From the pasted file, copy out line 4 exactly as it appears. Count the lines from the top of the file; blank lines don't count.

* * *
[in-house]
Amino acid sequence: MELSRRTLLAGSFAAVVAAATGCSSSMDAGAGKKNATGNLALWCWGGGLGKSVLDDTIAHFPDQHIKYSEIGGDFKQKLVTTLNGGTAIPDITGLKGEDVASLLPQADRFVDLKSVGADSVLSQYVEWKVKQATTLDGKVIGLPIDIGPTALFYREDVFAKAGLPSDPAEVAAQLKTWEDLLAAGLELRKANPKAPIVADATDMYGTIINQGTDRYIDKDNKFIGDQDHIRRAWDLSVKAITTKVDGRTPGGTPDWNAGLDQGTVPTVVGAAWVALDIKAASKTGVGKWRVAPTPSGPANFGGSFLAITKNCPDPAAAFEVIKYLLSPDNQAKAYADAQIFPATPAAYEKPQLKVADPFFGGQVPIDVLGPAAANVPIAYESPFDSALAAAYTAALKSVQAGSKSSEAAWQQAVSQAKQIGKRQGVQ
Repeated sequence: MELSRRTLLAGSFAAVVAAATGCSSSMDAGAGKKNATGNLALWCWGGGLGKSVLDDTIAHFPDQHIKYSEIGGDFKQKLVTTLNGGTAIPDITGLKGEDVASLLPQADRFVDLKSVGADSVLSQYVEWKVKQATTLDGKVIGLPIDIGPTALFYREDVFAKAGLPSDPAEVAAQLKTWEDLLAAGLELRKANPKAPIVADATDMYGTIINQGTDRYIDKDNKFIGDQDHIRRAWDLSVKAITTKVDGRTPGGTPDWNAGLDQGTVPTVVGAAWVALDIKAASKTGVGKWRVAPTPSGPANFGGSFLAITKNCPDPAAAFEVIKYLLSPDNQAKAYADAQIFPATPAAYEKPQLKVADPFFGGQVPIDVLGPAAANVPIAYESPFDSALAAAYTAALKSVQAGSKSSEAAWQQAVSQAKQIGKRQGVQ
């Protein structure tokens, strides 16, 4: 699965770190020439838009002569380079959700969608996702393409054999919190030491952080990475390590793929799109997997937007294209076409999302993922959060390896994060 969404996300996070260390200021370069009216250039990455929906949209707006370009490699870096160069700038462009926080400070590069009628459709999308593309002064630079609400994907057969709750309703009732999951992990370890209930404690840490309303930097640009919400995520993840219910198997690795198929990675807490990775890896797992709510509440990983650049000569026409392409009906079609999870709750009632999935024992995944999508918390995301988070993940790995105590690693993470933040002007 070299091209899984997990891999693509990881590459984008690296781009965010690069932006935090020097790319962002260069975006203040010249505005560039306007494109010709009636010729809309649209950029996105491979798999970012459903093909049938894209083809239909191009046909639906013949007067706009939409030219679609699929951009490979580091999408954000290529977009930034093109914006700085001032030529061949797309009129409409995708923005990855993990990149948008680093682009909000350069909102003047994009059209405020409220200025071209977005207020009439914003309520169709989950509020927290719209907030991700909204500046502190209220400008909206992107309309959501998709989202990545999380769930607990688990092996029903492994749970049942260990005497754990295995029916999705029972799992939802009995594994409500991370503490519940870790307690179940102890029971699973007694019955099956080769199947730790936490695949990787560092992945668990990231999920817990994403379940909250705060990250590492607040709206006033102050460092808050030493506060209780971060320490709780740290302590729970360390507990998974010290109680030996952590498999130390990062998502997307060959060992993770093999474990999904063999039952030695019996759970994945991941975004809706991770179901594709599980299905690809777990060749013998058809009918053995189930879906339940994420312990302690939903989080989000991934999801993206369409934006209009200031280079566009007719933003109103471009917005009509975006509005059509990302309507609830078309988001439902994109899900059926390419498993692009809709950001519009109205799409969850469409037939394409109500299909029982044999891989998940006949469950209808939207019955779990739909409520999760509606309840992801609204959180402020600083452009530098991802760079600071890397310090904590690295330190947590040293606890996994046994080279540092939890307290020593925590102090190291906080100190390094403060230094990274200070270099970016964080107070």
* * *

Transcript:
């Protein structure tokens, strides 16, 4: 699965770190020439838009002569380079959700969608996702393409054999919190030491952080990475390590793929799109997997937007294209076409999302993922959060390896994060 969404996300996070260390200021370069009216250039990455929906949209707006370009490699870096160069700038462009926080400070590069009628459709999308593309002064630079609400994907057969709750309703009732999951992990370890209930404690840490309303930097640009919400995520993840219910198997690795198929990675807490990775890896797992709510509440990983650049000569026409392409009906079609999870709750009632999935024992995944999508918390995301988070993940790995105590690693993470933040002007 070299091209899984997990891999693509990881590459984008690296781009965010690069932006935090020097790319962002260069975006203040010249505005560039306007494109010709009636010729809309649209950029996105491979798999970012459903093909049938894209083809239909191009046909639906013949007067706009939409030219679609699929951009490979580091999408954000290529977009930034093109914006700085001032030529061949797309009129409409995708923005990855993990990149948008680093682009909000350069909102003047994009059209405020409220200025071209977005207020009439914003309520169709989950509020927290719209907030991700909204500046502190209220400008909206992107309309959501998709989202990545999380769930607990688990092996029903492994749970049942260990005497754990295995029916999705029972799992939802009995594994409500991370503490519940870790307690179940102890029971699973007694019955099956080769199947730790936490695949990787560092992945668990990231999920817990994403379940909250705060990250590492607040709206006033102050460092808050030493506060209780971060320490709780740290302590729970360390507990998974010290109680030996952590498999130390990062998502997307060959060992993770093999474990999904063999039952030695019996759970994945991941975004809706991770179901594709599980299905690809777990060749013998058809009918053995189930879906339940994420312990302690939903989080989000991934999801993206369409934006209009200031280079566009007719933003109103471009917005009509975006509005059509990302309507609830078309988001439902994109899900059926390419498993692009809709950001519009109205799409969850469409037939394409109500299909029982044999891989998940006949469950209808939207019955779990739909409520999760509606309840992801609204959180402020600083452009530098991802760079600071890397310090904590690295330190947590040293606890996994046994080279540092939890307290020593925590102090190291906080100190390094403060230094990274200070270099970016964080107070």